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There are usually two driving forces behind the strategic decisions tech companies make. The first is determining if potential moves will be profitable. Will there be a respectable return on their investments? Could the project or program fundamentally shift the organization’s balance sheet in a positive direction?
The second factor revolves around the company mission statement and business plan. Do the proposed changes align with the organization’s long-term objectives and its core values?
The answers to all those questions don’t necessarily need to be positive to proceed, especially when an organization is forced to implement major changes to survive, but they offer management teams a guide when making less critical decisions. It’s a first pass litmus test that can be used to determine the risks and challenges associated with various business options.
MSPs and solution providers should pledge themselves to that process before building out advanced cybersecurity practices. While tech companies can theoretically offer every available tool and provide a comprehensive portfolio of assessments and consulting services, that usually doesn’t make sense. Most channel firms have financial and resource utilization limitations.
In other words, they can’t be all things to all people ̶ even in the cybersecurity space. Data and network protection is no longer a matter of installing and updating the right tools. An effective cybersecurity strategy now includes policy and procedure development, comprehensive and periodic network assessments, and advanced testing. Compliance with government regulations and industry standards adds to the complexity, with third-party evaluation requirements and other stipulations.
Compliance and Insurance Muddle the Issue
The reality is that the channel debate over whether providers can deliver all these services themselves is becoming somewhat of a non-factor. Many of the cybersecurity insurance policies that channel firms and their clients purchase have third-party auditing requirements.
That’s also a good rule of thumb for clients needing to adhere to HIPPA and other compliance standards. While some say bringing in a third-party auditor will weaken the primary provider’s value proposition, it benefits everyone in the long run.
Those reviews become “checks and balances” that validate an MSP or MSSP’s protection plans and minimize their liabilities and exposure. A good auditor also makes infrastructure and process recommendations that could lead to new project and services for providers.
End-user training and strict policy enforcement are often at the top of that list. When those recommendations come from neutral partied, it validates providers concerns and makes business leaders more likely to sign off on those long-asked-for advanced security programs.
One-Size Does Not Fit All
While auditing is a specialized field that almost demands a third-party approach, there are other reasons why a channel firm shouldn’t be a jack of all cybersecurity trades. The most prominent factor is client variability.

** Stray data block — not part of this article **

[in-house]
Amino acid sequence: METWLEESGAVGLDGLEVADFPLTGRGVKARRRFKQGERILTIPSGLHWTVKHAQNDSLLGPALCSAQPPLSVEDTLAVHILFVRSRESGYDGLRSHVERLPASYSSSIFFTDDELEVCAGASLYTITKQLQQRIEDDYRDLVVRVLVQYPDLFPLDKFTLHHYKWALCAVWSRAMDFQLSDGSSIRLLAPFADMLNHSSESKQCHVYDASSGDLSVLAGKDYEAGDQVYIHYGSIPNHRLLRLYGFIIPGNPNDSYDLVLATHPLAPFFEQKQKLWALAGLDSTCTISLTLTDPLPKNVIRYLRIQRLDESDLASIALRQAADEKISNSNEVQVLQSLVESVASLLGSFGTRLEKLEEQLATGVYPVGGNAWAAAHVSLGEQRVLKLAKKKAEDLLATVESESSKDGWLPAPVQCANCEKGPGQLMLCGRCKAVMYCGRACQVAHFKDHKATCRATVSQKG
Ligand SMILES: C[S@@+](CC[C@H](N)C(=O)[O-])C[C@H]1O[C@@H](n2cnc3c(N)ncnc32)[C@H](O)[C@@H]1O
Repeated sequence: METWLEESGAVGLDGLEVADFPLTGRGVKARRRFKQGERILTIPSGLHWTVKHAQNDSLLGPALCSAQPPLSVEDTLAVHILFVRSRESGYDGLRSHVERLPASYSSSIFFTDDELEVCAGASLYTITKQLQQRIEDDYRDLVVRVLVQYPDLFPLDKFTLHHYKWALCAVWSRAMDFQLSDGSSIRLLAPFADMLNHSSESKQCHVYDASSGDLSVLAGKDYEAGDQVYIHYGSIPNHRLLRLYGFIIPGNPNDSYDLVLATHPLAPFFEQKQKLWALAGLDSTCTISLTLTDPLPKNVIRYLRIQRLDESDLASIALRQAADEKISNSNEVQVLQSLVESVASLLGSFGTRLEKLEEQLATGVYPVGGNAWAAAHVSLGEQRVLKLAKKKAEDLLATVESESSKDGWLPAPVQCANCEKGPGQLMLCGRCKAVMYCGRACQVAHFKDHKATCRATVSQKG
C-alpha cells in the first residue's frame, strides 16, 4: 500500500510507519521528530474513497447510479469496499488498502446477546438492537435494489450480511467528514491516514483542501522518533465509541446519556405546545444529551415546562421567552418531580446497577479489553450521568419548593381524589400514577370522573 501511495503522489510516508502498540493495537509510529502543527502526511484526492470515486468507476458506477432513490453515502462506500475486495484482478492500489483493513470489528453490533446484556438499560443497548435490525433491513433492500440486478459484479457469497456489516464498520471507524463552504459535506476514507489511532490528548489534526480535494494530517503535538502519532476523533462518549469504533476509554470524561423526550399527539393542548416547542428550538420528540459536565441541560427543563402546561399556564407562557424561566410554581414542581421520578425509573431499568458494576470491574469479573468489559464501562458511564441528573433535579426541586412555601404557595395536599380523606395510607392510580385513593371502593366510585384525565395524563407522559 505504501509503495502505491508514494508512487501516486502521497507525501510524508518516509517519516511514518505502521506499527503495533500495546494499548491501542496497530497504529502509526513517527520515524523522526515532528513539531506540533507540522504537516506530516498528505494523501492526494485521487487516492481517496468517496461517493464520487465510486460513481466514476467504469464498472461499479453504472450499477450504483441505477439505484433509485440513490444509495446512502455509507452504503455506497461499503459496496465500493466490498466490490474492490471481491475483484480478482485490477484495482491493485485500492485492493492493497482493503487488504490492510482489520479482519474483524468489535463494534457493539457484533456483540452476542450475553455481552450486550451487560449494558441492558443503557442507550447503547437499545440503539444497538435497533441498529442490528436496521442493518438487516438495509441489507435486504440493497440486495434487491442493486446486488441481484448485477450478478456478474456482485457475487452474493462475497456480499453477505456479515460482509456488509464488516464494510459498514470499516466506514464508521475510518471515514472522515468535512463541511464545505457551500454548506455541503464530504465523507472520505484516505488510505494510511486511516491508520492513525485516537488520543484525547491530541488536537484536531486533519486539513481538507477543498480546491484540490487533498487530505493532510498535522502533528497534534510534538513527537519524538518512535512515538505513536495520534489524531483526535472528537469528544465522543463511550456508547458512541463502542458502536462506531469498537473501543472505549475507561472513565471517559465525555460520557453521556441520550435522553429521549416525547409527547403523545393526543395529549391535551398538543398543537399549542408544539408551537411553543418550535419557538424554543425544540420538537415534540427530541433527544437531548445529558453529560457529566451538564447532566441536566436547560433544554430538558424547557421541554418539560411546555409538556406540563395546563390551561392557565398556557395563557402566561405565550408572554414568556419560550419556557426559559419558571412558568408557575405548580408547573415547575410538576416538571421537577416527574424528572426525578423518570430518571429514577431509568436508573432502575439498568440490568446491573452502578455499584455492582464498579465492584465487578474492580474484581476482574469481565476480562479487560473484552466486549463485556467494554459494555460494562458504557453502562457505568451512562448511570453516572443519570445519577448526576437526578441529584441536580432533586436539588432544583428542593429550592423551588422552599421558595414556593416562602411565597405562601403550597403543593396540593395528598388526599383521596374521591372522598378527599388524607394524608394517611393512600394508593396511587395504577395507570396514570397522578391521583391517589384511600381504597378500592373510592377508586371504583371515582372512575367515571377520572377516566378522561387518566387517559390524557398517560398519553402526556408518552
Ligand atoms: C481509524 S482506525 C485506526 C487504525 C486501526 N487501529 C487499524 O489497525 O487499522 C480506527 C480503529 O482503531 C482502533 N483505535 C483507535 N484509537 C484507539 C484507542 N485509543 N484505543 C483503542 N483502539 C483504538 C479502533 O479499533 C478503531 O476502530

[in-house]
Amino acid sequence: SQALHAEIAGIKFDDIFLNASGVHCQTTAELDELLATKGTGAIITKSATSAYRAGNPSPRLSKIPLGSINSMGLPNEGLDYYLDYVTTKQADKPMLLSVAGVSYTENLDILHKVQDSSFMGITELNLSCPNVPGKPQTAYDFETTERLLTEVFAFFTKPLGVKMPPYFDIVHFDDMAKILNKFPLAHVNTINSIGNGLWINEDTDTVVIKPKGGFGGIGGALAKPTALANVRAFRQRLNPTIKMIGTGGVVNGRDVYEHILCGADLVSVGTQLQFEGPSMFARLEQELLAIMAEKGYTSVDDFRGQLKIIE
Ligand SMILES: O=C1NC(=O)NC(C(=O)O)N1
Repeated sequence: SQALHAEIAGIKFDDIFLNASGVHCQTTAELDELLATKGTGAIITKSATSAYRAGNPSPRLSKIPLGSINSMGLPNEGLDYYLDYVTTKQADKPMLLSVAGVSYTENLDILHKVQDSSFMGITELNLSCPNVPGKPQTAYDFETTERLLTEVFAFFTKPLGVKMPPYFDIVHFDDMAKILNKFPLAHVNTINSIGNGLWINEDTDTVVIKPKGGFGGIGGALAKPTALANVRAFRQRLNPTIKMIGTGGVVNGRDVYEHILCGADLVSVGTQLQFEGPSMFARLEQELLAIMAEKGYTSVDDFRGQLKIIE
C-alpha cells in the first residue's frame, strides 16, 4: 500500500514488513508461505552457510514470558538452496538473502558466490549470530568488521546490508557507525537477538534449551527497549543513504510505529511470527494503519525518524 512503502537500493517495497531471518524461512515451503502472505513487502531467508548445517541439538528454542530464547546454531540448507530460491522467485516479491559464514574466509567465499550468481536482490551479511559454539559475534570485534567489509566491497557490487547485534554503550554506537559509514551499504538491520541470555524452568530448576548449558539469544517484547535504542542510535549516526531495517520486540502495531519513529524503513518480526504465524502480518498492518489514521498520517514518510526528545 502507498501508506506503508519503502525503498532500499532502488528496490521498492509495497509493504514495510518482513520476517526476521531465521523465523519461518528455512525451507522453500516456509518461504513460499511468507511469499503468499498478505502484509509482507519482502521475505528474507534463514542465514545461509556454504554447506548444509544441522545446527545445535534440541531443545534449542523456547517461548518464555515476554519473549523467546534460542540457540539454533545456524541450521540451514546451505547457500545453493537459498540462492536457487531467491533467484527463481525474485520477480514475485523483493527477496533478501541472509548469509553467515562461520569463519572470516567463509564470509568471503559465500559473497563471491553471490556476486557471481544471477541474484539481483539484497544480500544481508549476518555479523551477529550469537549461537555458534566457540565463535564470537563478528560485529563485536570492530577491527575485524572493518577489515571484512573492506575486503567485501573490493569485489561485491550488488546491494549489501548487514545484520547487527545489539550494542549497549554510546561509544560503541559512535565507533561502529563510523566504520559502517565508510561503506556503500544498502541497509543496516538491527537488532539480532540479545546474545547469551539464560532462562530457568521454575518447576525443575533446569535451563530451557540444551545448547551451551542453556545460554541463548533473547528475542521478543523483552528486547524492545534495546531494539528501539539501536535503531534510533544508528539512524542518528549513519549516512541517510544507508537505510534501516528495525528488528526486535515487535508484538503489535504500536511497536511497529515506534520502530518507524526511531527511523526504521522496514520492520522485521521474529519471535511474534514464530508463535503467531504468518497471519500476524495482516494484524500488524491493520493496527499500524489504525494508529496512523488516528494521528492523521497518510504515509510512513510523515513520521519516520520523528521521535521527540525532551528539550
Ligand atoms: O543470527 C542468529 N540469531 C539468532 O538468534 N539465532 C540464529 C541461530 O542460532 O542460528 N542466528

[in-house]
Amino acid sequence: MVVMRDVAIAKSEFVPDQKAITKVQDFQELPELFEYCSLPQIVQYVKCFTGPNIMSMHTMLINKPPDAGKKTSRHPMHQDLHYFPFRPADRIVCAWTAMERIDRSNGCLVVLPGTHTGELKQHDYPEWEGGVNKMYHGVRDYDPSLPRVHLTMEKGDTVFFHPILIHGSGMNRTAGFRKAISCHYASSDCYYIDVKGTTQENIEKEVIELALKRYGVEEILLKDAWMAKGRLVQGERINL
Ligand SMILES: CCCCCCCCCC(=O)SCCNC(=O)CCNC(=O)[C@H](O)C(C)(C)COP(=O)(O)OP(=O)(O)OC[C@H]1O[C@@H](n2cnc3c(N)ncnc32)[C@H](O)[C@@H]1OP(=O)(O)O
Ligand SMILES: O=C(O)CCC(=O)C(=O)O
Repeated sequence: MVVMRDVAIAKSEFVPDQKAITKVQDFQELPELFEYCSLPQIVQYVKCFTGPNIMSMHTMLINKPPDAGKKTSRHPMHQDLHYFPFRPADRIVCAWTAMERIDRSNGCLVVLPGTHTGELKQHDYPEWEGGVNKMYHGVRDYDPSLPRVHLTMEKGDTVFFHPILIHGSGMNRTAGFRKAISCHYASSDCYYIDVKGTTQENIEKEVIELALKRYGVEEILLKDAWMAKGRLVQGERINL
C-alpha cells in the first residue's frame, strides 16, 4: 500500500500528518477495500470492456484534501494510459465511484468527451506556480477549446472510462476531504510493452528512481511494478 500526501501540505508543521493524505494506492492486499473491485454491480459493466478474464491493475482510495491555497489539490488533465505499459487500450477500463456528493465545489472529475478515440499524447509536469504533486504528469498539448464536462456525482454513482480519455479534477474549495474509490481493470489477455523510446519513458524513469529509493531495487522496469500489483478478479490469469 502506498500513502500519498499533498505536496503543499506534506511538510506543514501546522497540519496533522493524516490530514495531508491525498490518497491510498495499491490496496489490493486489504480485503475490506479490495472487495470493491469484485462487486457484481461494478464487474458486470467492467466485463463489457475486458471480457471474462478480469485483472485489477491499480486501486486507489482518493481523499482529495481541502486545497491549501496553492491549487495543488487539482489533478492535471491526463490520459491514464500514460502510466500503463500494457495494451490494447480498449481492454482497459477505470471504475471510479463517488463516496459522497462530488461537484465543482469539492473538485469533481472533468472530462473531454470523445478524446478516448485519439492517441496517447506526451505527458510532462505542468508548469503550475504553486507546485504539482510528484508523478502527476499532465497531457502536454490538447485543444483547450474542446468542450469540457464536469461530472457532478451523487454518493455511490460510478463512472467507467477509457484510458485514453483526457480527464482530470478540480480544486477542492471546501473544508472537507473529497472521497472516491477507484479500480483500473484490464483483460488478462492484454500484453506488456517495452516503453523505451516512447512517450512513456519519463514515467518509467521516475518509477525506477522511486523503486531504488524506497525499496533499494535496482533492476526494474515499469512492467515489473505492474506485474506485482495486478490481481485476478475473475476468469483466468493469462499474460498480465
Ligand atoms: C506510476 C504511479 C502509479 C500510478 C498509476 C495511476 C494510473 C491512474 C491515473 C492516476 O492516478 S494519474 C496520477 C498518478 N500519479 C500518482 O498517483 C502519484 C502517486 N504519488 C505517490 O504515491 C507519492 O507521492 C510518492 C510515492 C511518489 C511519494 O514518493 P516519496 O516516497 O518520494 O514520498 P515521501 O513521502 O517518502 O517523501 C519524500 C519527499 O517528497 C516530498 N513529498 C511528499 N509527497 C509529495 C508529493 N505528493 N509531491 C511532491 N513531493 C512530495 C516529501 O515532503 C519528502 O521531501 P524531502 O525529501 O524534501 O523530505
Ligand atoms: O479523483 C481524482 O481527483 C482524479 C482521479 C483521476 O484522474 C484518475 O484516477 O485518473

Most SMB-oriented providers support a diverse clientele. Even firms with strong vertical specializations rarely have more than 50% of their customers from a single industry. Most of today’s channel firms started out with a couple of small clients in their community and took in any prospects that came their way. Only after most providers understand their value proposition and capabilities do they create specializations.
That can have a big impact on security. A diverse clientele will have different compliance and protection needs, which could significantly increase the size and scope of a provider’s cybersecurity practice. Just imagine the personnel and training requirements for an MSSP that supported clients in the medical, insurance, and financial fields.
It would be nearly impossible for a small team to understand and address the compliance issues in one of those industries, let alone three. Without making major investments ̶ such as hiring experienced sales and technical professionals and providing them with the tools and educational resources needed to support each of these verticals ̶ MSPs will struggle to protect those clients.
In other words, fifty customers may have fifty or more unique cybersecurity concerns. While some of those issues may be similar, a “one size fits all” may leave some clients exposed or feeling left out.
Partner and Prosper
Of course, the simple answer to the diversity and complexity problem is to partner with firms that can fill cybersecurity knowledge and skills gaps. Alliance with penetration testers and auditors, and peers who specialize in PCI, HIPPA, and other compliance concerns.
When done right, those partnerships can elevate the stature and business prospects for all involved. Small MSPs can grow their organizations with access to more advanced security services. Their partners will, in turn, see their opportunities grow. If neutrality isn’t required, those firms can build referral networks and develop co-marketing programs that emphasize the breadth and strength of their collaborative services.
Most of all, partnering allows each party to hone its skills and optimize its resource utilization. Practice does make perfect. Especially in the case of cybersecurity, where faultlessness execution is job one.
Want to learn more about building advanced cybersecurity practices and partnering? Join the CompTIA IT Security Community, a collaborative group of tech professionals engaged in developing tools and best practices for addressing those objectives.
Brian Sherman is president of Tech Success Communications, a channel-related content and social media development firm. He served previously as the chief editor at Business Solutions magazine and senior director of industry alliances with Autotask. Contact Brian at Bsherman@techsuccesscommunications.com